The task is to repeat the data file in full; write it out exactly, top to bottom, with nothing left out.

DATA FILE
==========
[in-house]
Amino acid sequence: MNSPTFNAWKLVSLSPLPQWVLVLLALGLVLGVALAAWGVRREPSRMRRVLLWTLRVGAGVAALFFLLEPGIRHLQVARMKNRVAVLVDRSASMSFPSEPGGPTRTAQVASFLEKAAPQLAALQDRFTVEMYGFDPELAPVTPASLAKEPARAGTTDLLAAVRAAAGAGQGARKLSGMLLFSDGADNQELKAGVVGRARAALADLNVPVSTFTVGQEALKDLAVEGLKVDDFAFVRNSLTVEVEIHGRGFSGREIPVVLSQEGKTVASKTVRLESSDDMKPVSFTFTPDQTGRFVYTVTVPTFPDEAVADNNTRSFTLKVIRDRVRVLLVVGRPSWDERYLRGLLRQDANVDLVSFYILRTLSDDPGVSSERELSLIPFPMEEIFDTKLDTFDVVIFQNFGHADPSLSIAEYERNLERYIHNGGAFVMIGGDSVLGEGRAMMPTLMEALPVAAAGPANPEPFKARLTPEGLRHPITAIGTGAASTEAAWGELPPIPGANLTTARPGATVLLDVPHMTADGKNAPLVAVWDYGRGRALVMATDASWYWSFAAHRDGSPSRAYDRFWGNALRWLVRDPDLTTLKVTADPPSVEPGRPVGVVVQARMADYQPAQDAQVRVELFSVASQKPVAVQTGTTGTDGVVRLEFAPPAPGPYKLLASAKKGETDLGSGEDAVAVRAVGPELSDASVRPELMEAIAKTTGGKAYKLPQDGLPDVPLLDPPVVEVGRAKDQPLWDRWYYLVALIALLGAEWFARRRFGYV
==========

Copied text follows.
[in-house]
Amino acid sequence: MNSPTFNAWKLVSLSPLPQWVLVLLALGLVLGVALAAWGVRREPSRMRRVLLWTLRVGAGVAALFFLLEPGIRHLQVARMKNRVAVLVDRSASMSFPSEPGGPTRTAQVASFLEKAAPQLAALQDRFTVEMYGFDPELAPVTPASLAKEPARAGTTDLLAAVRAAAGAGQGARKLSGMLLFSDGADNQELKAGVVGRARAALADLNVPVSTFTVGQEALKDLAVEGLKVDDFAFVRNSLTVEVEIHGRGFSGREIPVVLSQEGKTVASKTVRLESSDDMKPVSFTFTPDQTGRFVYTVTVPTFPDEAVADNNTRSFTLKVIRDRVRVLLVVGRPSWDERYLRGLLRQDANVDLVSFYILRTLSDDPGVSSERELSLIPFPMEEIFDTKLDTFDVVIFQNFGHADPSLSIAEYERNLERYIHNGGAFVMIGGDSVLGEGRAMMPTLMEALPVAAAGPANPEPFKARLTPEGLRHPITAIGTGAASTEAAWGELPPIPGANLTTARPGATVLLDVPHMTADGKNAPLVAVWDYGRGRALVMATDASWYWSFAAHRDGSPSRAYDRFWGNALRWLVRDPDLTTLKVTADPPSVEPGRPVGVVVQARMADYQPAQDAQVRVELFSVASQKPVAVQTGTTGTDGVVRLEFAPPAPGPYKLLASAKKGETDLGSGEDAVAVRAVGPELSDASVRPELMEAIAKTTGGKAYKLPQDGLPDVPLLDPPVVEVGRAKDQPLWDRWYYLVALIALLGAEWFARRRFGYV